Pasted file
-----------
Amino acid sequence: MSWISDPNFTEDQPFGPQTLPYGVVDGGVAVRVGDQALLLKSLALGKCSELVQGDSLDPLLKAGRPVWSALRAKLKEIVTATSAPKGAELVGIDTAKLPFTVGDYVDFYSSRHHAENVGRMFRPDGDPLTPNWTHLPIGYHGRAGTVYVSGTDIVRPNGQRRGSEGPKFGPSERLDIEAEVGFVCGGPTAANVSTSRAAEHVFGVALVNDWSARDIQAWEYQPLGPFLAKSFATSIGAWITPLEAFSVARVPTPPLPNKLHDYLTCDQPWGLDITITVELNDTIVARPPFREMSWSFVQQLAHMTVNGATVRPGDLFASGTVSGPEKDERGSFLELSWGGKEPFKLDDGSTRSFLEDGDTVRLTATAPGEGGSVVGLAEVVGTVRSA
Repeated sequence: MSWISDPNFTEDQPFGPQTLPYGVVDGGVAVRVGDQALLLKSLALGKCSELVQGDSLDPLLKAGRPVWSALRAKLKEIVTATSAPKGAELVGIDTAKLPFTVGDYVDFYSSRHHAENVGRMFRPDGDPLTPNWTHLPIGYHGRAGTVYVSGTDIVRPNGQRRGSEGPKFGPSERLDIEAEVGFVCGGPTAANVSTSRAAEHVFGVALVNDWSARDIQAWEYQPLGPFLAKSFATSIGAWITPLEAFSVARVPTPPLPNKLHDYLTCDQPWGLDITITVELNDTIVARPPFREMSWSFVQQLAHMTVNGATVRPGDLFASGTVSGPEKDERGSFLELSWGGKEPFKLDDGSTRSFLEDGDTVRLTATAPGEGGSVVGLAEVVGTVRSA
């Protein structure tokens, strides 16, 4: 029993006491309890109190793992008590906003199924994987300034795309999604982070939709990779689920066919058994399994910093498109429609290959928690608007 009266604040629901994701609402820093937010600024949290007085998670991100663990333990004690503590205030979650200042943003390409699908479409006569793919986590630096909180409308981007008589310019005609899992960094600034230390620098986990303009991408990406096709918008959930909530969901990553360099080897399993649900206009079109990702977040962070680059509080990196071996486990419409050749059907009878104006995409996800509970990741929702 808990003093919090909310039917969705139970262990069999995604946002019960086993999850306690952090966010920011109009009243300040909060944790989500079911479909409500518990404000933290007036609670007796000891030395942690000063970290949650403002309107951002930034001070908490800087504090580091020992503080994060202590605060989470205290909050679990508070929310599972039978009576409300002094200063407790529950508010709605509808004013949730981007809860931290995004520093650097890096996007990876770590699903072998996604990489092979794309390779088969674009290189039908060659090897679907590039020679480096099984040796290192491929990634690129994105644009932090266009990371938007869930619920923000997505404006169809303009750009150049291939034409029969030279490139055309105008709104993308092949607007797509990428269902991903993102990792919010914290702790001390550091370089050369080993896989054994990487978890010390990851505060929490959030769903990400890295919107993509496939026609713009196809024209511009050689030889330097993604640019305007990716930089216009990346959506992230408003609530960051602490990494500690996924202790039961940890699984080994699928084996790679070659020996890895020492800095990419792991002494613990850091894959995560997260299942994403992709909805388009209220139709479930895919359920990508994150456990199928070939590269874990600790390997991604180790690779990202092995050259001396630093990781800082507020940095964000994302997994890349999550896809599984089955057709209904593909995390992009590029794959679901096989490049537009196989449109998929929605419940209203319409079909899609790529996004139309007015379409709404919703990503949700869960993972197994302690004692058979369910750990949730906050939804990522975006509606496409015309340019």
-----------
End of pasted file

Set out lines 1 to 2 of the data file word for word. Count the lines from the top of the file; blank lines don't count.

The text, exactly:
Amino acid sequence: MSWISDPNFTEDQPFGPQTLPYGVVDGGVAVRVGDQALLLKSLALGKCSELVQGDSLDPLLKAGRPVWSALRAKLKEIVTATSAPKGAELVGIDTAKLPFTVGDYVDFYSSRHHAENVGRMFRPDGDPLTPNWTHLPIGYHGRAGTVYVSGTDIVRPNGQRRGSEGPKFGPSERLDIEAEVGFVCGGPTAANVSTSRAAEHVFGVALVNDWSARDIQAWEYQPLGPFLAKSFATSIGAWITPLEAFSVARVPTPPLPNKLHDYLTCDQPWGLDITITVELNDTIVARPPFREMSWSFVQQLAHMTVNGATVRPGDLFASGTVSGPEKDERGSFLELSWGGKEPFKLDDGSTRSFLEDGDTVRLTATAPGEGGSVVGLAEVVGTVRSA
Repeated sequence: MSWISDPNFTEDQPFGPQTLPYGVVDGGVAVRVGDQALLLKSLALGKCSELVQGDSLDPLLKAGRPVWSALRAKLKEIVTATSAPKGAELVGIDTAKLPFTVGDYVDFYSSRHHAENVGRMFRPDGDPLTPNWTHLPIGYHGRAGTVYVSGTDIVRPNGQRRGSEGPKFGPSERLDIEAEVGFVCGGPTAANVSTSRAAEHVFGVALVNDWSARDIQAWEYQPLGPFLAKSFATSIGAWITPLEAFSVARVPTPPLPNKLHDYLTCDQPWGLDITITVELNDTIVARPPFREMSWSFVQQLAHMTVNGATVRPGDLFASGTVSGPEKDERGSFLELSWGGKEPFKLDDGSTRSFLEDGDTVRLTATAPGEGGSVVGLAEVVGTVRSA